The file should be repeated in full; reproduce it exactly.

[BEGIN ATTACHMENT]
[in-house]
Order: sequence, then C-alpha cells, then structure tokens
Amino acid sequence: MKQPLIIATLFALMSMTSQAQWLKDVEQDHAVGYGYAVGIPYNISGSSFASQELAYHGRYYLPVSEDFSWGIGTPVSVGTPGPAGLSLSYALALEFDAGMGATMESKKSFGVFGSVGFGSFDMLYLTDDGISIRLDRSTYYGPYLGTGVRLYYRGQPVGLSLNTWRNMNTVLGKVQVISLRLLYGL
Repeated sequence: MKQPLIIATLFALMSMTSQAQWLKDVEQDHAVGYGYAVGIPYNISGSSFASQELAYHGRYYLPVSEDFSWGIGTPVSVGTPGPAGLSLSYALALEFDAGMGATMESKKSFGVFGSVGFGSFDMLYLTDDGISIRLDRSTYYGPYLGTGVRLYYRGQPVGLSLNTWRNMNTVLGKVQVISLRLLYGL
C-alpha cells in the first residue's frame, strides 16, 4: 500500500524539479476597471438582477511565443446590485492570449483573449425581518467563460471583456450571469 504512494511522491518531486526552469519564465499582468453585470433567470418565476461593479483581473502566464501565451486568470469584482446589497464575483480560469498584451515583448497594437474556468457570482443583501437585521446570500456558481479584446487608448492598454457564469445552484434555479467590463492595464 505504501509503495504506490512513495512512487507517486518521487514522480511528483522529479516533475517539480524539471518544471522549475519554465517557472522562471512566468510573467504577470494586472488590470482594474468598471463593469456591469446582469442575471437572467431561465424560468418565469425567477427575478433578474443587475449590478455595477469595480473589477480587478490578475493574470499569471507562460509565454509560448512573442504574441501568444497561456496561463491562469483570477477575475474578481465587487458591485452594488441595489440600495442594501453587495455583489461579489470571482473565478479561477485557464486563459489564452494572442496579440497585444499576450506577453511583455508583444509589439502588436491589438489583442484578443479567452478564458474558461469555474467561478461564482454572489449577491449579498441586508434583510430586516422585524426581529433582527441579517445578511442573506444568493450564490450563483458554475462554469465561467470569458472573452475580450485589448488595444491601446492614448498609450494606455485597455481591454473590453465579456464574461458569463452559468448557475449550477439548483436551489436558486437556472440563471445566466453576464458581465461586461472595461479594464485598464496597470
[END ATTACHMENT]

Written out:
[in-house]
Order: sequence, then C-alpha cells, then structure tokens
Amino acid sequence: MKQPLIIATLFALMSMTSQAQWLKDVEQDHAVGYGYAVGIPYNISGSSFASQELAYHGRYYLPVSEDFSWGIGTPVSVGTPGPAGLSLSYALALEFDAGMGATMESKKSFGVFGSVGFGSFDMLYLTDDGISIRLDRSTYYGPYLGTGVRLYYRGQPVGLSLNTWRNMNTVLGKVQVISLRLLYGL
Repeated sequence: MKQPLIIATLFALMSMTSQAQWLKDVEQDHAVGYGYAVGIPYNISGSSFASQELAYHGRYYLPVSEDFSWGIGTPVSVGTPGPAGLSLSYALALEFDAGMGATMESKKSFGVFGSVGFGSFDMLYLTDDGISIRLDRSTYYGPYLGTGVRLYYRGQPVGLSLNTWRNMNTVLGKVQVISLRLLYGL
C-alpha cells in the first residue's frame, strides 16, 4: 500500500524539479476597471438582477511565443446590485492570449483573449425581518467563460471583456450571469 504512494511522491518531486526552469519564465499582468453585470433567470418565476461593479483581473502566464501565451486568470469584482446589497464575483480560469498584451515583448497594437474556468457570482443583501437585521446570500456558481479584446487608448492598454457564469445552484434555479467590463492595464 505504501509503495504506490512513495512512487507517486518521487514522480511528483522529479516533475517539480524539471518544471522549475519554465517557472522562471512566468510573467504577470494586472488590470482594474468598471463593469456591469446582469442575471437572467431561465424560468418565469425567477427575478433578474443587475449590478455595477469595480473589477480587478490578475493574470499569471507562460509565454509560448512573442504574441501568444497561456496561463491562469483570477477575475474578481465587487458591485452594488441595489440600495442594501453587495455583489461579489470571482473565478479561477485557464486563459489564452494572442496579440497585444499576450506577453511583455508583444509589439502588436491589438489583442484578443479567452478564458474558461469555474467561478461564482454572489449577491449579498441586508434583510430586516422585524426581529433582527441579517445578511442573506444568493450564490450563483458554475462554469465561467470569458472573452475580450485589448488595444491601446492614448498609450494606455485597455481591454473590453465579456464574461458569463452559468448557475449550477439548483436551489436558486437556472440563471445566466453576464458581465461586461472595461479594464485598464496597470